23 October 2010

Investment charges in the News

I have come across several news items this month which talk about investment charges. There was a rather ill-informed Panorama programme on pensions and on how much money people were supposedly losing. and there was a MoneyMail supplement "revealing" the extent of the problem.

The fact is that it is important to look at the charges on an investment or pension. Over the long term they can have a significant impact on the growth (or otherwise) of your investment. And it is the annual charges which are the most significant, even though they are likely to be smaller than any initial charge. If you invest £10,000, the difference between growth at 5% and 4% (with an extra charge for example) is approaching £1,500 over 10 years.

Nevertheless, investment companies do have a right to make a profit as well as having costs.

Investors can fall into one of two camps - either they think any charges are a bad thing, and stick to a poorly performing bank account (remind yourself who gets the profit from that!), or they ignore the charges. Neither is the best approach.

A realistic look at the numbers for two different options - invest or don't - will normally indicate what is the best option for you. The key thing is that the charges have to be clear, and while there is room for improvement that has improved a lot in recent years.

15 October 2010

Pensions Change (again)

For something that, by its nature, is long term, pensions have an amazingly large number of legislative changes. The changes announced this week are pretty significant for many people coming up to retirement, but fortunately are pretty sensible, given the financial situation of the country. (The change may just affect some people who are already retired if they have large pension funds not "crystallised", but that is less common.)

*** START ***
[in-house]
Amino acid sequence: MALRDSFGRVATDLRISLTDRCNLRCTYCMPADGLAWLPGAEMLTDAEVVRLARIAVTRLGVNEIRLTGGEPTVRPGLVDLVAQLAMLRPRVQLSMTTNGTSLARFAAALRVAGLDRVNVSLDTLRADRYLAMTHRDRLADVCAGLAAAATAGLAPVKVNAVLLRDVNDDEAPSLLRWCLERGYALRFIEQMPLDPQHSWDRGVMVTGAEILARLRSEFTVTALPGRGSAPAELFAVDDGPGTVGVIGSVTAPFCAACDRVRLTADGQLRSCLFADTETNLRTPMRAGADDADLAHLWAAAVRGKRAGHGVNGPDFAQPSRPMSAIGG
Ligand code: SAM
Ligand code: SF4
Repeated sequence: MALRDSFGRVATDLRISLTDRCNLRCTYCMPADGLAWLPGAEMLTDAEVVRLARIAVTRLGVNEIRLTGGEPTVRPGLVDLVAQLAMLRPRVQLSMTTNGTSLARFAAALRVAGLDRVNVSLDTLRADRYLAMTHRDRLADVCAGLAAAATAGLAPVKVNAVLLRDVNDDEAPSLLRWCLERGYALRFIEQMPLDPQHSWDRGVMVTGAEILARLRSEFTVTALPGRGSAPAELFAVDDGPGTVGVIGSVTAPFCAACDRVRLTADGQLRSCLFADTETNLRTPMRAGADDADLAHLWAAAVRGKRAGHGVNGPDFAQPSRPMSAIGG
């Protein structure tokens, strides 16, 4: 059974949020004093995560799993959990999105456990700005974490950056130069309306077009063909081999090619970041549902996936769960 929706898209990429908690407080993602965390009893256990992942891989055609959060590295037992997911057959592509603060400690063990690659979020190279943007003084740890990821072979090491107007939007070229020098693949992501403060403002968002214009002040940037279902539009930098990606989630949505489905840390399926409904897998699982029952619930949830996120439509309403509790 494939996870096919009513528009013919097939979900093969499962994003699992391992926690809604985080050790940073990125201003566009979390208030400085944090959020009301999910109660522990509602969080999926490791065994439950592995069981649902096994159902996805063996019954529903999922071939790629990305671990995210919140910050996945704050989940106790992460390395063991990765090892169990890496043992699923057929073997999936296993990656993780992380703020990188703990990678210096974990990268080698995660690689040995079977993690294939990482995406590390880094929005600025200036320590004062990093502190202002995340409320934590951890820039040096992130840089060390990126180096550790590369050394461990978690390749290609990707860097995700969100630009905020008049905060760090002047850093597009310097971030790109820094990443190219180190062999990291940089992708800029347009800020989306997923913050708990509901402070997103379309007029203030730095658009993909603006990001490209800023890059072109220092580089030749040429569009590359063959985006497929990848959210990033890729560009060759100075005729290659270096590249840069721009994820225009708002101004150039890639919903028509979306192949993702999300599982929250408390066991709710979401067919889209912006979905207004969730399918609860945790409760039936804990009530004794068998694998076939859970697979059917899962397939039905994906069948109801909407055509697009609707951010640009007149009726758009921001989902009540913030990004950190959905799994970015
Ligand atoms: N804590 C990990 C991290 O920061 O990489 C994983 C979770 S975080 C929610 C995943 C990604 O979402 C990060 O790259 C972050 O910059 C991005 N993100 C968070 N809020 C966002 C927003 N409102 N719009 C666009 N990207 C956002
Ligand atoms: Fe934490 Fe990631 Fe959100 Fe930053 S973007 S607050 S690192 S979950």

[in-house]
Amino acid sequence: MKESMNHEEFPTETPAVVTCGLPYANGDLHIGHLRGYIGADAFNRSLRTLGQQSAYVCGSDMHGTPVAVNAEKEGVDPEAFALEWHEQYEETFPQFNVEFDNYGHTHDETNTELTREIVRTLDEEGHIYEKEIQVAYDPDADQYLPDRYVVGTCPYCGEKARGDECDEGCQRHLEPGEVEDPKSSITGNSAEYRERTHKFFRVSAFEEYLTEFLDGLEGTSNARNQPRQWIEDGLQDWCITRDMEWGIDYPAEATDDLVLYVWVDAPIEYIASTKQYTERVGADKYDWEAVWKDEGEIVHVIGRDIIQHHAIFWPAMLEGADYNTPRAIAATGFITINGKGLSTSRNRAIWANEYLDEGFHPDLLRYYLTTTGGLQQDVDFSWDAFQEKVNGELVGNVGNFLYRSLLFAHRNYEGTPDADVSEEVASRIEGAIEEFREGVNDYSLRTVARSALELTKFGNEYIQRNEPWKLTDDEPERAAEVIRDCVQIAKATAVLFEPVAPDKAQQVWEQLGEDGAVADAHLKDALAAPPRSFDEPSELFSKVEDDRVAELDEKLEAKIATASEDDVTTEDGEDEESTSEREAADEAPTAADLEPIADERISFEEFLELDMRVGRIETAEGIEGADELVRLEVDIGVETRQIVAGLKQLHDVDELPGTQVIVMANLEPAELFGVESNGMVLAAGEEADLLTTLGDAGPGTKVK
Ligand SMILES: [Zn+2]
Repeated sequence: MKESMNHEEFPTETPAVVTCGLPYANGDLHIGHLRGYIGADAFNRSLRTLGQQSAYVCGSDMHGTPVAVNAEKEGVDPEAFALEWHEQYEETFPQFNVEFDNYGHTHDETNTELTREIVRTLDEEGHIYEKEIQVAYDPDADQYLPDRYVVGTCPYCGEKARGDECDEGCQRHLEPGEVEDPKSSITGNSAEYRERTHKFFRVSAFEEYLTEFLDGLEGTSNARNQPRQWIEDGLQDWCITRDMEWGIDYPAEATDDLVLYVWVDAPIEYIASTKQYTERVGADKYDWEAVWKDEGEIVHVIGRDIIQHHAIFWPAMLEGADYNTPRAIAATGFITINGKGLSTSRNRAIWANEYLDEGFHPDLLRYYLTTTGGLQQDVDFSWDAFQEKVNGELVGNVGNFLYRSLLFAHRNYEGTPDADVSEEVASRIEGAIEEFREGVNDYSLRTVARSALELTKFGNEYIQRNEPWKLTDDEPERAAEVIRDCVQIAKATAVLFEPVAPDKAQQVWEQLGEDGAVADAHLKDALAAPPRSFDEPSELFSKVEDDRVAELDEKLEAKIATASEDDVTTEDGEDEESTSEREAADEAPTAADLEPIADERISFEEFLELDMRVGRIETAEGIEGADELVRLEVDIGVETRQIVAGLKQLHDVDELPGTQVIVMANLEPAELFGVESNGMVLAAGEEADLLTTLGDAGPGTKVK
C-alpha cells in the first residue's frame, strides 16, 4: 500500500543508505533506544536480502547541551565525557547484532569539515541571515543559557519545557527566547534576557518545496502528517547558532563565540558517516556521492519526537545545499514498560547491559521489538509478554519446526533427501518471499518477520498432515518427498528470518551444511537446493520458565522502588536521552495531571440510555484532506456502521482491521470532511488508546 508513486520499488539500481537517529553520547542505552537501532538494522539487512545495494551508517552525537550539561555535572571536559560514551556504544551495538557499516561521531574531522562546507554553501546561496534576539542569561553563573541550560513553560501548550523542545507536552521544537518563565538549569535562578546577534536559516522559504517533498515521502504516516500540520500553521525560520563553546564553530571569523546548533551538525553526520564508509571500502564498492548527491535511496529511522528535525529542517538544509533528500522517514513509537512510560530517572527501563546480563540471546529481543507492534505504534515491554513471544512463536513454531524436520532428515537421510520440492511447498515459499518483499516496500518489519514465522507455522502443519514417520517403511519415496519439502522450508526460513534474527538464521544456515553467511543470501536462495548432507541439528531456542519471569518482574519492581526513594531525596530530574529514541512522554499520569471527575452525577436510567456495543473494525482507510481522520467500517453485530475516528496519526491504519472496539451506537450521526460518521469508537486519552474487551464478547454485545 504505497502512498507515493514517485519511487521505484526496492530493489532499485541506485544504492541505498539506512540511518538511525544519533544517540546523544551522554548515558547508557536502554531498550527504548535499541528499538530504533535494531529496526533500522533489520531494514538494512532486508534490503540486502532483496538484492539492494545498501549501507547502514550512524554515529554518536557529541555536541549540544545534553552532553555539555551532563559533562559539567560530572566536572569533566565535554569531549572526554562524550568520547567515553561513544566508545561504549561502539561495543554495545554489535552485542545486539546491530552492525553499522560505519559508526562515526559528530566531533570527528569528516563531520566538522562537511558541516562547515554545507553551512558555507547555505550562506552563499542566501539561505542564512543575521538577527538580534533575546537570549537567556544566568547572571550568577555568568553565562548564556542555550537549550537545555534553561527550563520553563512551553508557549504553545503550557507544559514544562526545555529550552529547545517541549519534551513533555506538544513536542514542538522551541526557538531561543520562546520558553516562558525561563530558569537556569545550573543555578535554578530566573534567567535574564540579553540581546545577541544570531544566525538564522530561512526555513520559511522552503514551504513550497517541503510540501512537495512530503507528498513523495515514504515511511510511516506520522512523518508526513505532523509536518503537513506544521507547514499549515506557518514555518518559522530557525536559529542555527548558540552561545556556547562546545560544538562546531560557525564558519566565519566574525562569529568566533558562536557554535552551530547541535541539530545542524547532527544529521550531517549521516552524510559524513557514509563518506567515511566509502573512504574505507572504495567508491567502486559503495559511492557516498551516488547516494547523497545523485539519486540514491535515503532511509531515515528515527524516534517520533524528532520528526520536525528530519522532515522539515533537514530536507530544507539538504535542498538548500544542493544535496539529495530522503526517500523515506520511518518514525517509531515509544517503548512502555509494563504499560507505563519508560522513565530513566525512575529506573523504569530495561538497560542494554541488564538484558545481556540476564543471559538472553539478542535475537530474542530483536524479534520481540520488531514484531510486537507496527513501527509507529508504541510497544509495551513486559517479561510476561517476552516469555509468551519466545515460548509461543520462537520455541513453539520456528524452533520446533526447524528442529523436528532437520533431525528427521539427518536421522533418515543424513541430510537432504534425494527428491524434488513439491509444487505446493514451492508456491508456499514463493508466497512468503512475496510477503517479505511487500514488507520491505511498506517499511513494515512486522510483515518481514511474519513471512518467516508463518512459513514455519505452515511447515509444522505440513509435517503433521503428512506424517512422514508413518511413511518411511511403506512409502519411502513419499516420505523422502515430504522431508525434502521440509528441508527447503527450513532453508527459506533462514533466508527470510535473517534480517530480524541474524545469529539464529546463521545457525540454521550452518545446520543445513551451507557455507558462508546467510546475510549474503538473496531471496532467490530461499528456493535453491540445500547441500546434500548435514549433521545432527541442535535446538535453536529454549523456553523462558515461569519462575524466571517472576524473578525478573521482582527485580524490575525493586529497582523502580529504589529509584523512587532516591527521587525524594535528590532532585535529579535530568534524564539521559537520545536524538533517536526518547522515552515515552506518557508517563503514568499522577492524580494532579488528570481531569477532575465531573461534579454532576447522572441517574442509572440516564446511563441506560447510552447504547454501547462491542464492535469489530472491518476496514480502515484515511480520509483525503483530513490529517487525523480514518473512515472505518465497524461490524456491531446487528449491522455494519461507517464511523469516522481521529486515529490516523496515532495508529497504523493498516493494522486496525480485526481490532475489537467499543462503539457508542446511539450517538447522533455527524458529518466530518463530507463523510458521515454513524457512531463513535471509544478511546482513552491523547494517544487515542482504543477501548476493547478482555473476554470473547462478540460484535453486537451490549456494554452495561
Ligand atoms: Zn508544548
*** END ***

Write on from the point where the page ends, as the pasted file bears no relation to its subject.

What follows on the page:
The headline was about the Annual Allowance which has reduced to £50,000 per year (from £255,000). In other words that's the limit to the "value which can be added" to all your pensions in a year.

You may think that that doesn't apply to many people, but where someone is a high earner and has a final salary ("defined benefit") pension, there may be a danger of hitting the limit. Also, where someone is in the habit of putting lump sums into their pension when their business has cash available, perhaps, they too could be limited.

There is also a reduction in the Lifetime Allowance - that's the maximum value of all your pension benefits you are allowed to have at retirement before there is an additional tax charge.

As ever, there are details to be considered (like the fact that a year is not necessarily 12 months long!, and that any unused Annual Allowance can now be carried over), but overall it could end up costing some people a five-figure sum in the near future!

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